A conclusion on the xDedic Marketplace investigation.
The DOJ concludes its xDedic Marketplace investigation. A cyberattack shuts down a major mortgage lender. The Swiss Air Force suffers third party breach. An update on SilverRAT. The Space Force emphasizes collaboration for effective cyber growth. The DOE announces cyber resilience funding. Merck reaches a settlement on NotPetya. NIST warns of AI threats. Our guest is Dragos CEO Robert M. Lee, with a look at intellectual property theft in manufacturing. And Chump Change fines for big tech.
Today is January 8th, 2024. I’m Dave Bittner. And this is your CyberWire Intel Briefing.
DOJ concludes xDedic Marketplace investigation.
United States Attorney Roger B. Handberg announced the conclusion of an investigation into xDedic Marketplace, a dark web site selling illegal access to servers and personal data globally, including over 150,000 in the U.S. The site facilitated tax fraud, ransomware, and other crimes, operating through a complex international network and using cryptocurrency to maintain anonymity. In January 2019, U.S. authorities, in collaboration with international law enforcement, seized xDedic’s domain and dismantled its infrastructure. Post takedown, the U.S. Attorney’s Office charged individuals at all operational levels of xDedic, including administrators, sellers and buyers. Seventeen defendants have been charged or extradited to the U.S., with many being foreign nationals from non-extraditing countries, which of course complicates the legal process. The investigation was a combined effort of various U.S. and international agencies.
Cyberattack shuts down mortgage lender.
loanDepot, a major U.S. mortgage lender, was hit by a cyberattack, leading to the shutdown of its IT systems and disruption of online payments and customer services. The company, servicing loans worth over $140 billion, responded to customer queries on X about the outage, confirming the incident and their efforts to restore operations with the help of law enforcement and forensic experts. While the exact nature of the attack remains unclear, the potential for ransomware suggests risks of stolen corporate and customer data. Following a previous data breach in August 2022, loanDepot customers are reminded to be vigilant for phishing and identity theft.
Swiss Air Force suffers third party breach.
The Swiss Air Force suffered a significant data breach after US-based Ultra Intelligence & Communications was compromised. The ALPHV hacker group claimed responsibility, leaking 30 gigabytes of sensitive data, including Swiss military and intelligence documents, after a failed ransom demand. The leak, now on the darknet, reveals encrypted communication technologies and deals, notably with the Swiss Department of Defence and RUAG. Although the Swiss Federal Department of Defence assured that operational systems remain secure, the full impact of the breach, affecting organizations including the FBI and NATO, is yet to be determined, raising concerns about the exploitation of disclosed vulnerabilities.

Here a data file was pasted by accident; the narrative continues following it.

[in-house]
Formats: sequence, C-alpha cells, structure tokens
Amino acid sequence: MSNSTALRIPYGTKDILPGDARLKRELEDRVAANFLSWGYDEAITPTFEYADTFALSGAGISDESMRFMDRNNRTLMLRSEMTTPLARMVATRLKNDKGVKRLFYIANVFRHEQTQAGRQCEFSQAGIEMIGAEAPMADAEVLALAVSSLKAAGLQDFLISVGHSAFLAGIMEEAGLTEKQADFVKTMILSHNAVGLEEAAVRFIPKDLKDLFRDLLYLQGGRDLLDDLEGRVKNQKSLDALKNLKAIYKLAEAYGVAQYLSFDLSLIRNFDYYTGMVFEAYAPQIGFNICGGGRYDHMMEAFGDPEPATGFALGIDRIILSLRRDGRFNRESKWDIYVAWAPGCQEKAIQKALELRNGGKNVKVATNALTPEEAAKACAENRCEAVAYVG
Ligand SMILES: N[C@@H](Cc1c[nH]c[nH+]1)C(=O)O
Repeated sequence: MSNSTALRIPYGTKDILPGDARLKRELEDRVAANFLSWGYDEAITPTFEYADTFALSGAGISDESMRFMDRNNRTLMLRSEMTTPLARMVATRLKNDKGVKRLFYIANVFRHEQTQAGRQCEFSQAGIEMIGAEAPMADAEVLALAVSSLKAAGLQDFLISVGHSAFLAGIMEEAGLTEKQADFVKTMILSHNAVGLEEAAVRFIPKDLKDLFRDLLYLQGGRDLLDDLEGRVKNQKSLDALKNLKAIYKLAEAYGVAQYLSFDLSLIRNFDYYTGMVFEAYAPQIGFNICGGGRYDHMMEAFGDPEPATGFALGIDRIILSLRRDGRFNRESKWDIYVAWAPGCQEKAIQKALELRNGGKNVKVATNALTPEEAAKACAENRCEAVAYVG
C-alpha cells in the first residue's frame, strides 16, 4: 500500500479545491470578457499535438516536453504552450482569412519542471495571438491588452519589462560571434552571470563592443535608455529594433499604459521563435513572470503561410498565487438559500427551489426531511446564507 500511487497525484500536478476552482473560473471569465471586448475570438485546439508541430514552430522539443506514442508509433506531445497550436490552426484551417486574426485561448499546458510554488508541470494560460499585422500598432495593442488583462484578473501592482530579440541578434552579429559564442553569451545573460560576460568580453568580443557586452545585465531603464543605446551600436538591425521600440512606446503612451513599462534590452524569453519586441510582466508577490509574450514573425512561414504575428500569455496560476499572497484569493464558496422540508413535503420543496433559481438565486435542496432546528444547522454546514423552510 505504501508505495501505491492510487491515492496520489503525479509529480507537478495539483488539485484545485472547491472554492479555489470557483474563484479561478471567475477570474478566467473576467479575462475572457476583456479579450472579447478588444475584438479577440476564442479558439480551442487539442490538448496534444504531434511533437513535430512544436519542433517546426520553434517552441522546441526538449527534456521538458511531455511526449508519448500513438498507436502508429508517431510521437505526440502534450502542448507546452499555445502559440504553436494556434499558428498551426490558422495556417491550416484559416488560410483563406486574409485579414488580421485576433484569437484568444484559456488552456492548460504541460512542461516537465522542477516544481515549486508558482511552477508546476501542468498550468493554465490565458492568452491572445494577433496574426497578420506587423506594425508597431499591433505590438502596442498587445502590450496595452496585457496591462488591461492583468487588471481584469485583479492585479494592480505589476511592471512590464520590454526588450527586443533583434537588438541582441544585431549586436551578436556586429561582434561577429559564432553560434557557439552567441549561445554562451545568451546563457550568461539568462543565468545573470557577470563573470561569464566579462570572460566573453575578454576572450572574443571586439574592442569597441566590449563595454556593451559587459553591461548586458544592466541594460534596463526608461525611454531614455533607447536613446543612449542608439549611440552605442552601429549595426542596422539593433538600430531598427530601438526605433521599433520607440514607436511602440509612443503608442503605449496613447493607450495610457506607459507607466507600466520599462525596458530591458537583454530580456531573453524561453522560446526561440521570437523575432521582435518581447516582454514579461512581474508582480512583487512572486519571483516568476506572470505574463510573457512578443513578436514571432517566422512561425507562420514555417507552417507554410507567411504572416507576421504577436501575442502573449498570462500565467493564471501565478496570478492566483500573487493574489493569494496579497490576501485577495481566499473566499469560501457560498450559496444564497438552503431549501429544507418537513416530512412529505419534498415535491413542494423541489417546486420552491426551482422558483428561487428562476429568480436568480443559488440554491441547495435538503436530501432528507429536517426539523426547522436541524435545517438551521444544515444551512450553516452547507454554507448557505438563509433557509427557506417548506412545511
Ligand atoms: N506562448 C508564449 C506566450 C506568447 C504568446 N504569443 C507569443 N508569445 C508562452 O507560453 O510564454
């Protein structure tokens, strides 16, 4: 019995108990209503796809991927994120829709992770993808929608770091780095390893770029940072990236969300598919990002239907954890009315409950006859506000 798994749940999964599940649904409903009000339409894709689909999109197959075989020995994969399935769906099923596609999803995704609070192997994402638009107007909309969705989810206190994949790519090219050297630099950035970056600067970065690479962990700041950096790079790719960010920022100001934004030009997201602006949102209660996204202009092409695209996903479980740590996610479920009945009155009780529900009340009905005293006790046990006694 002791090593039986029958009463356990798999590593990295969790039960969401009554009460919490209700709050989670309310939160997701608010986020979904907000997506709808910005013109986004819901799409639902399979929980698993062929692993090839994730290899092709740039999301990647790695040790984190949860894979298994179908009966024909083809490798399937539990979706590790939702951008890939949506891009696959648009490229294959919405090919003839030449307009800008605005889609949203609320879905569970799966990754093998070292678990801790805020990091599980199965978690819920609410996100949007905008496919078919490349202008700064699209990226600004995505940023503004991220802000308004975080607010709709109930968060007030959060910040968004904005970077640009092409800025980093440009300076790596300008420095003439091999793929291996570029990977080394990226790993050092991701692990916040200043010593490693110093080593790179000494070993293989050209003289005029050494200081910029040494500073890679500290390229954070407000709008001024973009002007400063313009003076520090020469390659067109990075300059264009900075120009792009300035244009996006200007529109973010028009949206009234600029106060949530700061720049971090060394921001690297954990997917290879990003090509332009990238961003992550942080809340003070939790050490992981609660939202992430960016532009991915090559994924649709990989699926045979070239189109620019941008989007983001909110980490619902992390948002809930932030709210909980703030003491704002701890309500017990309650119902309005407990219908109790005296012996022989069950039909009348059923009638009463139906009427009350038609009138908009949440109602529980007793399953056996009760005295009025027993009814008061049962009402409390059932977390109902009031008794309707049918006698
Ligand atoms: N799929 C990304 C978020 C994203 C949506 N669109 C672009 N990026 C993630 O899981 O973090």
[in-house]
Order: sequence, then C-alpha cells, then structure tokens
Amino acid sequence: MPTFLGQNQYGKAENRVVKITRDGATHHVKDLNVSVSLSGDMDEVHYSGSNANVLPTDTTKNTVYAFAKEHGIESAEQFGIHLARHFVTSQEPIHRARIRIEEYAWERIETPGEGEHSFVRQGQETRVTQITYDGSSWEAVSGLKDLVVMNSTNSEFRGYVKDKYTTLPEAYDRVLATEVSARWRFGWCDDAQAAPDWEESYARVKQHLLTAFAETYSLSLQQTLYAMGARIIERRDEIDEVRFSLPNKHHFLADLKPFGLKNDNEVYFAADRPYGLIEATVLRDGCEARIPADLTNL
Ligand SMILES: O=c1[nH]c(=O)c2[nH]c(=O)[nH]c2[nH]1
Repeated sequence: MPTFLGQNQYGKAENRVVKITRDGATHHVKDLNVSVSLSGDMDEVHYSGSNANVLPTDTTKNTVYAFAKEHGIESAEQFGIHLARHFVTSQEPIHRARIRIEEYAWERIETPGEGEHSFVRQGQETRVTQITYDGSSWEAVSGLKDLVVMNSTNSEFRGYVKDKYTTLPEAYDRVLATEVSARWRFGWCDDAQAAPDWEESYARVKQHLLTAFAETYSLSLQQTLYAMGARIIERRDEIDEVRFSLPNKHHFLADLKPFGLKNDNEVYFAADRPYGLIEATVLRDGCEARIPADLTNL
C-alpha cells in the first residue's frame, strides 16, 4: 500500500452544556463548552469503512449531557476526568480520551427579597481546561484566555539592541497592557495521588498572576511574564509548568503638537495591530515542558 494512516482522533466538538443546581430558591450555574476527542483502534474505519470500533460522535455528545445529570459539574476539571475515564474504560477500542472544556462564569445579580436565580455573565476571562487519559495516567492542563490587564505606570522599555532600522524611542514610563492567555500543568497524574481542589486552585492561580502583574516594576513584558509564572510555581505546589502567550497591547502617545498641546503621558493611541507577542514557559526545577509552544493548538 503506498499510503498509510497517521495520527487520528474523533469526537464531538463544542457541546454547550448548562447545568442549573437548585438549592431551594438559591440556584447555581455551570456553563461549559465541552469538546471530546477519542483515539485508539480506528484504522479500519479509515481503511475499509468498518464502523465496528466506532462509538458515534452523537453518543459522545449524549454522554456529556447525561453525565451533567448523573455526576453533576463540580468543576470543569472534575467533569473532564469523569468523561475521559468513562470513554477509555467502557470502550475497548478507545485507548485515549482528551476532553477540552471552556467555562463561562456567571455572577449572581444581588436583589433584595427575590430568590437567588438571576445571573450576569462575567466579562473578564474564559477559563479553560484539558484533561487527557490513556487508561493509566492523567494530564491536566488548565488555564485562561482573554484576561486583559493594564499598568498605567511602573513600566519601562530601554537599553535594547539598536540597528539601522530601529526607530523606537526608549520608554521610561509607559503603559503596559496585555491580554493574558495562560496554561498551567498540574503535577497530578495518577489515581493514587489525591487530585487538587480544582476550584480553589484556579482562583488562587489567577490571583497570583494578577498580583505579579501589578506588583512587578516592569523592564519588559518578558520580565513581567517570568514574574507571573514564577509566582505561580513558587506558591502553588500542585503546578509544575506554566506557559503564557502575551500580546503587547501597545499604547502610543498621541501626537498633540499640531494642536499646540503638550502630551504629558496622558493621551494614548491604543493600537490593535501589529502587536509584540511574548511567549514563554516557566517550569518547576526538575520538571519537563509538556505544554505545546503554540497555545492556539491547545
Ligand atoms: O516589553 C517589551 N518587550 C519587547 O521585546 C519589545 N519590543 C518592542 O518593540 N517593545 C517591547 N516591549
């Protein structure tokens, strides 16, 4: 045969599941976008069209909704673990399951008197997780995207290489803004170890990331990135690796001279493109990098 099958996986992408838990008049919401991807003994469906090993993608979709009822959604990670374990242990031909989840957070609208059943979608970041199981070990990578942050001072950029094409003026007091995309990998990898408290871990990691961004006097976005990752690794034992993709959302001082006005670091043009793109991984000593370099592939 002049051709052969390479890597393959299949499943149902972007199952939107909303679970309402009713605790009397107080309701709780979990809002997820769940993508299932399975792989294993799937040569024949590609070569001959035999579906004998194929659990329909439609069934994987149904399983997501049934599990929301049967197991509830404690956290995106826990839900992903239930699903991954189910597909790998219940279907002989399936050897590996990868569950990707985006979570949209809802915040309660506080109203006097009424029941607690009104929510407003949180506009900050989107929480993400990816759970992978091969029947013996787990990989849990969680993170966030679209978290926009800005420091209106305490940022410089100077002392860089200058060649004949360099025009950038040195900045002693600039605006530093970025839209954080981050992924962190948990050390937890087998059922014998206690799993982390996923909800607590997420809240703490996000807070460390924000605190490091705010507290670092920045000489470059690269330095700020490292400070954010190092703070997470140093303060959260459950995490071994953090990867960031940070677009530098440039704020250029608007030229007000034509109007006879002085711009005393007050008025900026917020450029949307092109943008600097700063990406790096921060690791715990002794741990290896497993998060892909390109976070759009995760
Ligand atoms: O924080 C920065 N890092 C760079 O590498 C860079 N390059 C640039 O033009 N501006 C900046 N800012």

Continuing with supply chain news, a researcher from security firm Praetorian has identified a significant vulnerability in public GitHub repositories using self-hosted GitHub Actions runners, which can be exploited for high-impact supply chain attacks. Researcher Adnan Khan says attackers can inject malicious code into these repositories via fork pull requests, potentially gaining persistent access and compromising sensitive processes. This vulnerability was demonstrated when a researcher gained access to GitHub's own runner-images repository, highlighting the risks. Tens of thousands of repositories, including those of major tech companies, are vulnerable. While researchers have reported this issue and GitHub has begun mitigation, organizations are urged to require approval for all outside contributions to safeguard against these attacks.
An update on SilverRAT.
Dark Reading reports on SilverRAT, a remote access Trojan with links to Turkey and Syria, which enables control over compromised Windows systems and reportedly plans an update for Android devices. Developed by a group known as Anonymous Arabic, it is sophisticated malware used for keylogging, ransomware attacks, and can delete system restore points. SilverRAT's first version, leaked in October, features customizable command and control options, antivirus bypasses, and delayed payload execution. The developers, operating under aliases "Dangerous silver" and "Monstermc," engage in malware-as-a-service and cybercrime activities on platforms like Telegram and online forums. Middle Eastern cybercrime markets, traditionally led by state-backed groups, now see a rise in homegrown entities like Anonymous Arabic. Cyber threat analysts note varying technical sophistication among Middle Eastern hacking groups and a trend of young hackers transitioning from game hacks to more serious cybercrimes, highlighting the need for programs to redirect youth from cybercriminal activities.